>RE: Reuleaux Triangle drill > Someone said here (I think it may have been M. Keyton) >that there was a real drill using the principal >of the Reuleau triangle. I am curious how that is driven. As well as >I can understand this operation the shank or shaft that drives the triangle would have to move in a four leaved rose pattern as the drill >rotates and still provide rotational force.
In Martin Gardner's article "Curves of Constant Width", in his compendium of some of his Sci Am articles, Further Mathematical Diversions (ISBN0 04 793015 22), he states:
"In 1914, Harry James Watt ... invented a rotary drill based on the R triangle and capable of drilling square holes! Since 1916, these curious tools have been manufactured by the Watts Brothers Tools Works in Wilmerding. PA. ... A metal guide plate with a square opening is placed over the material to be drilled. As the drill spins within the guide plate, the corners of the drill cut the square hole through the material. A patented 'full floating chuck' ... does the trick (US patents 1,241,175,..)."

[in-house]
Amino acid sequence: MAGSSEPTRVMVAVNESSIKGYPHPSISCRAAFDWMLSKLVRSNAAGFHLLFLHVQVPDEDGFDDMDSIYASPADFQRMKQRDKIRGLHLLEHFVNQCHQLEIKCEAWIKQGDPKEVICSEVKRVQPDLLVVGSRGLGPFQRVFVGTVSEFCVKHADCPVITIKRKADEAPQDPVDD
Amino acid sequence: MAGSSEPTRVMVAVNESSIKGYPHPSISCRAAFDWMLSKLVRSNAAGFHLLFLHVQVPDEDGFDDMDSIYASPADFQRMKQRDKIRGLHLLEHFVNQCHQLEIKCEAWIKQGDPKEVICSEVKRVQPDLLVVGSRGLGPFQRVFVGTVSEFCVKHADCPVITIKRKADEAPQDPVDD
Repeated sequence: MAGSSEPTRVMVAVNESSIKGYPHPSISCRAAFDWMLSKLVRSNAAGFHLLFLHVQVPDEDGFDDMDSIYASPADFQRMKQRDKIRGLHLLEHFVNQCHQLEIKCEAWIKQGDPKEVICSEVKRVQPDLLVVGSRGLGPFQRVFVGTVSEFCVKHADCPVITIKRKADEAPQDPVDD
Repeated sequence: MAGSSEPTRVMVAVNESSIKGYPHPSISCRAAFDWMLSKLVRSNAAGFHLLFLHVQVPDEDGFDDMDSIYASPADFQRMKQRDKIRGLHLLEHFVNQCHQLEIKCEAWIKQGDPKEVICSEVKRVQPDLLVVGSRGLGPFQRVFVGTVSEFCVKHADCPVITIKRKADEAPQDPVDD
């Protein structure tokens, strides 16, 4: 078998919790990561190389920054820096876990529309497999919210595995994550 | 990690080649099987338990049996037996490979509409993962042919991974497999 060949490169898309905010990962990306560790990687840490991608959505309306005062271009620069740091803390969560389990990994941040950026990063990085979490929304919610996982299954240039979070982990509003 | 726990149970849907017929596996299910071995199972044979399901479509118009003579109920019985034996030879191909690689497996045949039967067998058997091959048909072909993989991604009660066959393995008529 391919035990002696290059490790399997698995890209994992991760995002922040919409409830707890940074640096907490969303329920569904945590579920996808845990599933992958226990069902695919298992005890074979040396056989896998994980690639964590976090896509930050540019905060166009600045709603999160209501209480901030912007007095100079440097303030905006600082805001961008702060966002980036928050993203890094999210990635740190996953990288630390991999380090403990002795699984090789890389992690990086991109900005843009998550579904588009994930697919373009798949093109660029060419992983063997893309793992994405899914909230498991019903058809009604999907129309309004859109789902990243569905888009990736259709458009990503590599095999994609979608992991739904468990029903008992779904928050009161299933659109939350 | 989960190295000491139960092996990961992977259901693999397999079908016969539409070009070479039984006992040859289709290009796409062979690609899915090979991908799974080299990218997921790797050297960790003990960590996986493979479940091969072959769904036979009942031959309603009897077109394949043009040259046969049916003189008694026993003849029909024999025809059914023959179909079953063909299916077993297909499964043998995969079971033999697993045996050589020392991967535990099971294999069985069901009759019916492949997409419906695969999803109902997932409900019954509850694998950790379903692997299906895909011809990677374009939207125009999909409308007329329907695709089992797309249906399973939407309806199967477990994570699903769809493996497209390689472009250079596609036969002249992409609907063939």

So it appears that the chuck moves more or less freely, and presumably centrifigal force aids in determining the position of the chuck at a given instant. The original article was published in 1961-63, I wonder if the Watts Brothers Tool Company is still in existance?
Re (uleau)x ***
Rex Boggs | High above the hushed crowd, firstname.lastname@example.org | Rex tried to remain focused. | Still, he couldn't shake one Glenmore High School | nagging thought: He was an Rockhampton, Quensland | old dog and this was a new Australia | trick - Gary Larson